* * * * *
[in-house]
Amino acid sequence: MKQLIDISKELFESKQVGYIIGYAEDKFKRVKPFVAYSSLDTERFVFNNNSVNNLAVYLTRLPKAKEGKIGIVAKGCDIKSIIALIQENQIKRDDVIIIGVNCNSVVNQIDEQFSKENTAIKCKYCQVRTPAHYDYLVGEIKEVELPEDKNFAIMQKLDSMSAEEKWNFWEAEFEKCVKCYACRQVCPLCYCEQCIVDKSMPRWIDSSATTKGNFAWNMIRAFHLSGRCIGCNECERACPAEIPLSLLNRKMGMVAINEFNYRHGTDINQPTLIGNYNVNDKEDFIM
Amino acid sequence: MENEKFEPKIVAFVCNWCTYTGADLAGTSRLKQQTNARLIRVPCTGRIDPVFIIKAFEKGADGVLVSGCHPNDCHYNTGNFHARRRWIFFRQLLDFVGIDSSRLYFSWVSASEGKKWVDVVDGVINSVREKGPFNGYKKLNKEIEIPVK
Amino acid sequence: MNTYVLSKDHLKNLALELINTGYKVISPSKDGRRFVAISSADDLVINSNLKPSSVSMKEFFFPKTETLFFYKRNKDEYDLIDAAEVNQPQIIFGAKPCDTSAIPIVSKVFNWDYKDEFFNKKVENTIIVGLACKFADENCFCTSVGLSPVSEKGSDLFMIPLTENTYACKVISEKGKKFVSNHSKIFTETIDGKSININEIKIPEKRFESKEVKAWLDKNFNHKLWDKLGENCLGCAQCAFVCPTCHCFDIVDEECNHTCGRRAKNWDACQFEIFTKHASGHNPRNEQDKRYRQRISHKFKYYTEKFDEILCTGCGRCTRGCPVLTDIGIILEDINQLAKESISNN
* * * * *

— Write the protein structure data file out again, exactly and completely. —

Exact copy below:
[in-house]
Amino acid sequence: MKQLIDISKELFESKQVGYIIGYAEDKFKRVKPFVAYSSLDTERFVFNNNSVNNLAVYLTRLPKAKEGKIGIVAKGCDIKSIIALIQENQIKRDDVIIIGVNCNSVVNQIDEQFSKENTAIKCKYCQVRTPAHYDYLVGEIKEVELPEDKNFAIMQKLDSMSAEEKWNFWEAEFEKCVKCYACRQVCPLCYCEQCIVDKSMPRWIDSSATTKGNFAWNMIRAFHLSGRCIGCNECERACPAEIPLSLLNRKMGMVAINEFNYRHGTDINQPTLIGNYNVNDKEDFIM
Amino acid sequence: MENEKFEPKIVAFVCNWCTYTGADLAGTSRLKQQTNARLIRVPCTGRIDPVFIIKAFEKGADGVLVSGCHPNDCHYNTGNFHARRRWIFFRQLLDFVGIDSSRLYFSWVSASEGKKWVDVVDGVINSVREKGPFNGYKKLNKEIEIPVK
Amino acid sequence: MNTYVLSKDHLKNLALELINTGYKVISPSKDGRRFVAISSADDLVINSNLKPSSVSMKEFFFPKTETLFFYKRNKDEYDLIDAAEVNQPQIIFGAKPCDTSAIPIVSKVFNWDYKDEFFNKKVENTIIVGLACKFADENCFCTSVGLSPVSEKGSDLFMIPLTENTYACKVISEKGKKFVSNHSKIFTETIDGKSININEIKIPEKRFESKEVKAWLDKNFNHKLWDKLGENCLGCAQCAFVCPTCHCFDIVDEECNHTCGRRAKNWDACQFEIFTKHASGHNPRNEQDKRYRQRISHKFKYYTEKFDEILCTGCGRCTRGCPVLTDIGIILEDINQLAKESISNN